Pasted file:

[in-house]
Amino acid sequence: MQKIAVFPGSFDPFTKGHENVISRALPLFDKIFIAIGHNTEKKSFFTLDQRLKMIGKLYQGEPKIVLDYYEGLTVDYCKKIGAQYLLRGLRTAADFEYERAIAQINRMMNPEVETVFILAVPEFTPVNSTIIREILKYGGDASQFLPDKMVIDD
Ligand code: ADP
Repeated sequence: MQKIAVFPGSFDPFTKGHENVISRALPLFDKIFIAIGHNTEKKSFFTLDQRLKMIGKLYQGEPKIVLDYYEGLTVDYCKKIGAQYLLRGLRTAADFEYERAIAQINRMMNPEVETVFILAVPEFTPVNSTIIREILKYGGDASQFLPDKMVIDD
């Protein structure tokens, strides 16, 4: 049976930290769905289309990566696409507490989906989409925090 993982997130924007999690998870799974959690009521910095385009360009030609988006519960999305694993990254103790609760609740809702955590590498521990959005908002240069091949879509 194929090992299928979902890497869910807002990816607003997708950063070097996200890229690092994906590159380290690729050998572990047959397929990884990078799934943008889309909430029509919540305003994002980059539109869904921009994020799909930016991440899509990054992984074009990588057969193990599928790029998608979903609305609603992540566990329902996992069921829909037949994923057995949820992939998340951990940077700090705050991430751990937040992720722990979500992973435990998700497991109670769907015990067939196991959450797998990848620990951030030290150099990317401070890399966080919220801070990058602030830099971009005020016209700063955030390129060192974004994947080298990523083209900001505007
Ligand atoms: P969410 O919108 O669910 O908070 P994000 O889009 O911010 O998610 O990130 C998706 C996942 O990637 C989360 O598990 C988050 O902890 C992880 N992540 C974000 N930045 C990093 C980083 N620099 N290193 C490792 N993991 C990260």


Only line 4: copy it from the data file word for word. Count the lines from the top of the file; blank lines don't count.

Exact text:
Repeated sequence: MQKIAVFPGSFDPFTKGHENVISRALPLFDKIFIAIGHNTEKKSFFTLDQRLKMIGKLYQGEPKIVLDYYEGLTVDYCKKIGAQYLLRGLRTAADFEYERAIAQINRMMNPEVETVFILAVPEFTPVNSTIIREILKYGGDASQFLPDKMVIDD